Scientifically Speaking | The Mozart Effect. Can music treat brain disorders?
Music makes us emotional by evoking memories of earlier times in our lives. It can make us recall childhood moments and special people, rousing profound feelings deep inside us. Can music improve brain function and treat diseases too?
Two scientific articles published this year by two different research groups provide strong evidence that a single musical composition by the Austrian composer, Wolfgang Amadeus Mozart, lessens abnormal brain activity in epileptic patients. Earlier work had already found a connection between listening to this composition and improved spatial thinking in other people.
Epilepsy is the most common neurological disorder in the world, affecting around one in one-hundred people. It is characterised by seizures and other electrical brain activity disturbances. Epilepsy can result in progressive deterioration in quality of life.
The severity of the disorder varies, but current drugs are not effective in a third of sufferers. In some people, seizures may occur without any warning signs. Abnormal brain activity can also occur undetected between two seizures. In the clinic, electroencephalograms (EEG) track abnormal electrical activity in the brain associated with epilepsy.
Since the 1990s, there has been substantial interest in Mozart’s Sonata for Two Pianos in D Major (K448) from a neurological perspective. This sonata consists of three movements- a rousing first, a contemplative second, and a lively third.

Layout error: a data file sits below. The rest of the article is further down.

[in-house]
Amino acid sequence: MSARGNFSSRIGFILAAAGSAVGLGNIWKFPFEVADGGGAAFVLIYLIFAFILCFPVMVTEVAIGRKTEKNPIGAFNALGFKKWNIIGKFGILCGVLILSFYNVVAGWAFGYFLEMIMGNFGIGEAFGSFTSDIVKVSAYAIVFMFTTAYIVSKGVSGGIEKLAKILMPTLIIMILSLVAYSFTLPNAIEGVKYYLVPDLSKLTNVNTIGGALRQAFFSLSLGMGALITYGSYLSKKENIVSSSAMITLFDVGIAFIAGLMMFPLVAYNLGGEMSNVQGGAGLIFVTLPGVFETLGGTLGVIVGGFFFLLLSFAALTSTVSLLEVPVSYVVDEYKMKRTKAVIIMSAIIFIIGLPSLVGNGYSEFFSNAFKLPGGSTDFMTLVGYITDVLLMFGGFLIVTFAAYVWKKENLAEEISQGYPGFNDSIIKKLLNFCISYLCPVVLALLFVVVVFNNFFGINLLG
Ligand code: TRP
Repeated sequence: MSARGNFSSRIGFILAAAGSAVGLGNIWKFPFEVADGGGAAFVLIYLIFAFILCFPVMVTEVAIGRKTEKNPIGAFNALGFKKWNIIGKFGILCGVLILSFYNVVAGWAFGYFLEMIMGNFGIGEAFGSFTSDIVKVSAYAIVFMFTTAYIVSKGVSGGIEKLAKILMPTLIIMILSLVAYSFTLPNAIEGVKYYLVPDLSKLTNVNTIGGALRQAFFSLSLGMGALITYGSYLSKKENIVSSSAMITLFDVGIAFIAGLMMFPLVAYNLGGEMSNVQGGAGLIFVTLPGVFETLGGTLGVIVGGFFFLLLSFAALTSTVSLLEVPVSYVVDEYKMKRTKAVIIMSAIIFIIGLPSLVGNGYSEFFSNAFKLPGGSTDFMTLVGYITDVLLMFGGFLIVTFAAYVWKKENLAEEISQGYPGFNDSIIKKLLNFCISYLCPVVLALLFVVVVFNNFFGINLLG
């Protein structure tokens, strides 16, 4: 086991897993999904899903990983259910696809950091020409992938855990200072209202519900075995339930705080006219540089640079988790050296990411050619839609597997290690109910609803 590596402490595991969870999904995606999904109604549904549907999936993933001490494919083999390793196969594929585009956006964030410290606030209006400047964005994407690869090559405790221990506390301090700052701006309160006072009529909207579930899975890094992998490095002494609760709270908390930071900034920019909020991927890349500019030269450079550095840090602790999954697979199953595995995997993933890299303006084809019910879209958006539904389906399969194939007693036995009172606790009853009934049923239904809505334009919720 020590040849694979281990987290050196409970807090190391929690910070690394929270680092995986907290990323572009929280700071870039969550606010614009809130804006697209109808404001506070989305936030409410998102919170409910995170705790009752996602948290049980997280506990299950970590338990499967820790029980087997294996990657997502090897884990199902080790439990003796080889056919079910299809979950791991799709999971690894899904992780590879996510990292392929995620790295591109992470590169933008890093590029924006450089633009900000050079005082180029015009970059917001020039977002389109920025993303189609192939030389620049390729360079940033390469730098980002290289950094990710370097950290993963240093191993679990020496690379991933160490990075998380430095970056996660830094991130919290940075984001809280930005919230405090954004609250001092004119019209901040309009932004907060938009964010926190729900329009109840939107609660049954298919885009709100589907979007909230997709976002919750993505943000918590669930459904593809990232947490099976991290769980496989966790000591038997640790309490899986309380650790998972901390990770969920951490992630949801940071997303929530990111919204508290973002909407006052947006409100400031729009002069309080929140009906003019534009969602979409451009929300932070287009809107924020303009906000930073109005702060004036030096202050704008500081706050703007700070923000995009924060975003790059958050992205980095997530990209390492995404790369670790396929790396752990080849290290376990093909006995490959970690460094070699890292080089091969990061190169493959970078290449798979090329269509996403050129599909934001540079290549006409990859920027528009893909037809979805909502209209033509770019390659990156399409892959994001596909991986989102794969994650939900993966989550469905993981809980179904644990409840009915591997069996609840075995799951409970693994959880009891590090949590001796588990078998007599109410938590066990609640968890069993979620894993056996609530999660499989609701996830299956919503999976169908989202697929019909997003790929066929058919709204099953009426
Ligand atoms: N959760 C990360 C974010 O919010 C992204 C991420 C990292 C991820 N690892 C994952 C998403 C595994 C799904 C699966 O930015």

Researchers found that listening to the 10-minute first movement – which has a fast tempo and a sudden start – resulted in reduction of abnormal electrical brain activity in scalp EEGs. They hypothesised that listening to the movement prevented seizures in many patients. Others found that listening to this music improved spatial thinking skills. This became known widely as the “Mozart Effect”.
Since then, roughly a dozen studies have shown the reduction of brain wave abnormalities in patients with epilepsy. However, the “Mozart Effect” fell out of favour among many scientists because of how earlier studies were set up. One criticism was that EEGs were used with electrodes on the scalp. A more accurate reading of seizures can be made with electrodes placed inside the cranium directly in the brain. These electrodes are placed prior to surgery to identify parts of the brain where seizures cause extensive damage.
Direct brain EEGs are much more sensitive since electrical brain waves don’t have to pass through bone to be detected.
To my knowledge, the two research articles published this year are the first to examine the effect of Mozart’s sonata with electrodes in the brain. Building on these studies may pave the way for “music medicine” as a treatment option in neurological and psychiatric diseases.